By Andrew Hamlin
Northwest Asian Weekly
Bo Ningen, a punky-psychedelic quartet of Japanese musicians based in London, England, brought their distinctive sonic brew to Seattle’s Showbox Theater on October 4th, opening for Kasbian. They consist of bassist/vocalist Taigen Kawabe, guitarist Yuki Tsujii, guitarist Kohhei Matsuda, and drummer Monchan Monna. The quartet pecked out some email answers to interview questions in the van, somewhere on the great-wide road.
NWAW: What have been your favorite experiences playing in the United States, so far?
Taigen Kawabe: If I can choose two, Coachella and Austin Psych Fest would be my favorite experiences to play in the US. Really different audiences/vibes/concept, but I really love both festivals.
NWAW: How do American audiences differ from Japanese audiences?
Kawabe: American audiences definitely respond more directly to your performance, but it doesn’t mean Japanese audiences are worse. They are normally quieter than Americans, but they do really focus and concentrate on performance.
NWAW: How do audiences in Japan’s big cities differ from audiences in smaller towns?
Yuki Tsujii: Normally audiences in smaller cities have more passion when it comes to live music. Tokyo is bit like London.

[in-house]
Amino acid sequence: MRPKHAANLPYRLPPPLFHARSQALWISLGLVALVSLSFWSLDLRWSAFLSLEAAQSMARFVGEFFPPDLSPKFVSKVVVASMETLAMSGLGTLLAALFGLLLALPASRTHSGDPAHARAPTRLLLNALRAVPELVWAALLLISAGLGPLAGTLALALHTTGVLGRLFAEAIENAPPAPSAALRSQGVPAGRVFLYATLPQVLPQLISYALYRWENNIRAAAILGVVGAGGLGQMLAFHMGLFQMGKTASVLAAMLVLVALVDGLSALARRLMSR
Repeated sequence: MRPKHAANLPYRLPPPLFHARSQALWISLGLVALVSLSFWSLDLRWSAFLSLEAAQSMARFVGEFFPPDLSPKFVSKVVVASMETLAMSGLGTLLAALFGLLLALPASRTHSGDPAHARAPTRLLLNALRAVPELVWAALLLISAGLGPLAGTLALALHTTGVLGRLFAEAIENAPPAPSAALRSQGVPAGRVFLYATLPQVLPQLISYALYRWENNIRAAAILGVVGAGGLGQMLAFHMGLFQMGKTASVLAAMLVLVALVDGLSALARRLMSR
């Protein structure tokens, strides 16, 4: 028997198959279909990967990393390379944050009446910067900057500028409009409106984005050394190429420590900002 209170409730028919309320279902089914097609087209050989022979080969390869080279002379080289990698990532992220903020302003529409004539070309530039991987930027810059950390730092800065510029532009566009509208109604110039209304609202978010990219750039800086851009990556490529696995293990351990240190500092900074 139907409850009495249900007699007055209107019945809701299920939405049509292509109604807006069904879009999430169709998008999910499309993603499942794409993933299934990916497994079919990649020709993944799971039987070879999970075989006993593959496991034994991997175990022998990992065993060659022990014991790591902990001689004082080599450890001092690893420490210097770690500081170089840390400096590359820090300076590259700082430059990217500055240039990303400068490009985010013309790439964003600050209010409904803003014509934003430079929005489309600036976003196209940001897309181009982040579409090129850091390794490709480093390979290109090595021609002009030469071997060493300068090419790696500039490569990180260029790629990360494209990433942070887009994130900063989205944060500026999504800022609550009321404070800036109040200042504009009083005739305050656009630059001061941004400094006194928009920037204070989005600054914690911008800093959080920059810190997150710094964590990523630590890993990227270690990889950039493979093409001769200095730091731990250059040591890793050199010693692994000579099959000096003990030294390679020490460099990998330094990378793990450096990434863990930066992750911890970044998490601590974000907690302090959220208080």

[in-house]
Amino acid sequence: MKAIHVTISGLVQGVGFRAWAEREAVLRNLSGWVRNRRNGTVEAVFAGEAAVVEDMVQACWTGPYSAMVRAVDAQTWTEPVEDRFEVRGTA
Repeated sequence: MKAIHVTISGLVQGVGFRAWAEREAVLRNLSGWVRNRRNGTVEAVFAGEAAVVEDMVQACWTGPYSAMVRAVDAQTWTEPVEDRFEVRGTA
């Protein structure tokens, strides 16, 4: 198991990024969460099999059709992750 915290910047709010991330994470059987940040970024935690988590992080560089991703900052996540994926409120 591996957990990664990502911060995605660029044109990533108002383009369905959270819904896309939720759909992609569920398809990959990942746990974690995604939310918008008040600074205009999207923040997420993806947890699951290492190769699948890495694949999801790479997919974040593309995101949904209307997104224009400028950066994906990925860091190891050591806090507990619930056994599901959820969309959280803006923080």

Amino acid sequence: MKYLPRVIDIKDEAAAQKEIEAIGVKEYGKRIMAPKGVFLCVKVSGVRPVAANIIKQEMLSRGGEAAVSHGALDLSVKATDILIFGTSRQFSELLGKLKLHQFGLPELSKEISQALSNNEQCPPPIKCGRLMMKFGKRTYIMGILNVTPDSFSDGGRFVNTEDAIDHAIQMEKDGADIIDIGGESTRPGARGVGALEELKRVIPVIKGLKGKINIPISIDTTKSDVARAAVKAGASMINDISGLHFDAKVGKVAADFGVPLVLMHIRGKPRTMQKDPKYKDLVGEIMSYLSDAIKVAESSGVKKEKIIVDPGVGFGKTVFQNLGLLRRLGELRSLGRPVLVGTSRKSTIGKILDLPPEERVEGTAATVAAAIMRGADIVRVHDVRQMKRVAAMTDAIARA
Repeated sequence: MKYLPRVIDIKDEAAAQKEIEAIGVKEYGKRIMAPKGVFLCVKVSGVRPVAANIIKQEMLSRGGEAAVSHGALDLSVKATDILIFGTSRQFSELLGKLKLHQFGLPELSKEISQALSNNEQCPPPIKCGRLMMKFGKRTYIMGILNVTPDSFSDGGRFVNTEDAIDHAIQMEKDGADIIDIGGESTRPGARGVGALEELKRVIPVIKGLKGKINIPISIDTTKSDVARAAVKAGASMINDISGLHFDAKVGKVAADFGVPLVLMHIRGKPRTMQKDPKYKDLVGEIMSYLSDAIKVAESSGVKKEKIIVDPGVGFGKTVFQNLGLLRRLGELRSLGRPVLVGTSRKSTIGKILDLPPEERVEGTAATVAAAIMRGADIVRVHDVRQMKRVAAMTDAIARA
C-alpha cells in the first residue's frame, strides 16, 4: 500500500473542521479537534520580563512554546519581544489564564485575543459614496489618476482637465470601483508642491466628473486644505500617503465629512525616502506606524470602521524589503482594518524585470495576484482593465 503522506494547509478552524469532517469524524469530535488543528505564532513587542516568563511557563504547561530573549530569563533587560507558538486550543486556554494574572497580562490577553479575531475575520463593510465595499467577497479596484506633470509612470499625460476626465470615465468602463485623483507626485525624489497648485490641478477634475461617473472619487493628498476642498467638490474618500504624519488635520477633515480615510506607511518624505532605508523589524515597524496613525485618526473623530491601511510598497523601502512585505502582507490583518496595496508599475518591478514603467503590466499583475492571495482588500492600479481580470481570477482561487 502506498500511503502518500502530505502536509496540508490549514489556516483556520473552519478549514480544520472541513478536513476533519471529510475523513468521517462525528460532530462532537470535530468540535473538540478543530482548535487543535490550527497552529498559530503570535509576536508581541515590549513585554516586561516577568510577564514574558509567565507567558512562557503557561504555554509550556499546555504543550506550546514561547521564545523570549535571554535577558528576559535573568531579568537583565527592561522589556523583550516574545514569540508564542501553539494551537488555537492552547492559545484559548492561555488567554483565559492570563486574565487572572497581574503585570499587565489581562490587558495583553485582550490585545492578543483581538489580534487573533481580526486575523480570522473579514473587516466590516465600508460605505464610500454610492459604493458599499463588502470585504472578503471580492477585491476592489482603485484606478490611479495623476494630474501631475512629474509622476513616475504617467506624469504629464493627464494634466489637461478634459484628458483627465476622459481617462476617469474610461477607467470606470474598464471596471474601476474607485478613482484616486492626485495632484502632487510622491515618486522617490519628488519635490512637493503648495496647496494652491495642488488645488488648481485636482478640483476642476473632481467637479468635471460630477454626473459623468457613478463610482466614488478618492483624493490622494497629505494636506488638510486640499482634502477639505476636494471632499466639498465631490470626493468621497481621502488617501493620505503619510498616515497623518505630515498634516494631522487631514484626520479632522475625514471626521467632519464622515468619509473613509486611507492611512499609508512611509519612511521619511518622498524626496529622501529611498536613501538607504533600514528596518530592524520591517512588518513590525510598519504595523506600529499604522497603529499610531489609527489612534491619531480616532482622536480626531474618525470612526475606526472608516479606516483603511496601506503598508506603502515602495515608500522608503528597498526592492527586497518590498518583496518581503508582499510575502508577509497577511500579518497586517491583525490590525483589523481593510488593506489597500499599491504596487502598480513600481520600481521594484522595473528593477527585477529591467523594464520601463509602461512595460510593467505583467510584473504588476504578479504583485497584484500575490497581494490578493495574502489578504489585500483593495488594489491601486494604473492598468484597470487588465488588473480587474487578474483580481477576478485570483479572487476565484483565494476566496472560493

NWAW: How did the band get together initially?
Tsujii: Through friends in common. Taigen and Kohhei met first, and I joined the jam in the studio, met Taigen through another mutual friend next, then Monchan finally joined. I think it all happened organically.
NWAW: How did the name “Bo Ningen” come about?
Tsujii: A friend once described our figure 2D as we are very thin. And Bo Ningen stands for “stick men.” So there is nothing cool… we are skinny.
NWAW: What are the band’s biggest influences? What acts and what records did the band members grow up listening to, and what did they learn from those records?
Matsuda: We all have very different points of influence, but share some, like the German band, Can, for their mature experimentalness and great sense of pop melody. Many people don’t like Can’s later records, but I prefer them.
NWAW: How does the band go about writing songs?
Matsuda: We jam, record, listen, edit and then jam, record, listen, edit and then play. It’s a long process.
NWAW: How does the new album [“III”] compare and contrast to the earlier albums?
Matsuda: It has got more accessibility in a sense…It has a much thicker undercurrent. Loads of experiments in melody/rhythm/harmony/sound are happening.
NWAW: You’ve collaborated with the former Can singer, Damo Suzuki, the German band Faust, and the English band Savages. How did you meet these folks? What were the most challenging parts of these collaborations?
Monna: We met Damo Suzuki and Faust through our friends. Jenny [Beth] and Gemma [Thompson] before they formed Savages five years ago, at the festival curated by British Sea Power in North Yorkshire, UK. When we collaborated with Damo and Faust, it was nine of us on stage at the same time so it was crazy to play music in a good way. What we tried to do is to be pure and concentrate on music.
NWAW: What are the band’s plans for the future?
Monna: After the Kasabian support tour, we have own tour in the US and we are going to support The Band of Skulls in UK. Then collaborate with Savages and go back to Japan and Australia after that. So pretty much many things will happen in 6 months. (end)
Andrew Hamlin can be reached at email@example.com.